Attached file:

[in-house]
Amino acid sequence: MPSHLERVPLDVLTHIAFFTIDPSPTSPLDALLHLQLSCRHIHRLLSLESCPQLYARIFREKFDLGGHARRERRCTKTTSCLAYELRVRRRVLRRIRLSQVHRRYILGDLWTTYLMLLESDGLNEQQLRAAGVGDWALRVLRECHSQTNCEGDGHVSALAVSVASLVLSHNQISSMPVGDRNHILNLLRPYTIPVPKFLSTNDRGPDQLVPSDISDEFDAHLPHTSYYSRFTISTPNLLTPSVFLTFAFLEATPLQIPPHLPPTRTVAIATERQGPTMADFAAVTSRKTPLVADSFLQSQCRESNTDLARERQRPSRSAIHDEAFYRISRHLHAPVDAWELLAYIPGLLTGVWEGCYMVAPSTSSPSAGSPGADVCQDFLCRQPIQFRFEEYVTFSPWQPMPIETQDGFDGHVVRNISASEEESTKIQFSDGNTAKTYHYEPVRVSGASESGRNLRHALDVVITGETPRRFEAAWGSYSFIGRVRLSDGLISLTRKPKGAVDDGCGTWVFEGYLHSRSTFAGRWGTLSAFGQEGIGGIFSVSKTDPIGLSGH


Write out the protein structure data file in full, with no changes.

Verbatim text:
[in-house]
Amino acid sequence: MPSHLERVPLDVLTHIAFFTIDPSPTSPLDALLHLQLSCRHIHRLLSLESCPQLYARIFREKFDLGGHARRERRCTKTTSCLAYELRVRRRVLRRIRLSQVHRRYILGDLWTTYLMLLESDGLNEQQLRAAGVGDWALRVLRECHSQTNCEGDGHVSALAVSVASLVLSHNQISSMPVGDRNHILNLLRPYTIPVPKFLSTNDRGPDQLVPSDISDEFDAHLPHTSYYSRFTISTPNLLTPSVFLTFAFLEATPLQIPPHLPPTRTVAIATERQGPTMADFAAVTSRKTPLVADSFLQSQCRESNTDLARERQRPSRSAIHDEAFYRISRHLHAPVDAWELLAYIPGLLTGVWEGCYMVAPSTSSPSAGSPGADVCQDFLCRQPIQFRFEEYVTFSPWQPMPIETQDGFDGHVVRNISASEEESTKIQFSDGNTAKTYHYEPVRVSGASESGRNLRHALDVVITGETPRRFEAAWGSYSFIGRVRLSDGLISLTRKPKGAVDDGCGTWVFEGYLHSRSTFAGRWGTLSAFGQEGIGGIFSVSKTDPIGLSGH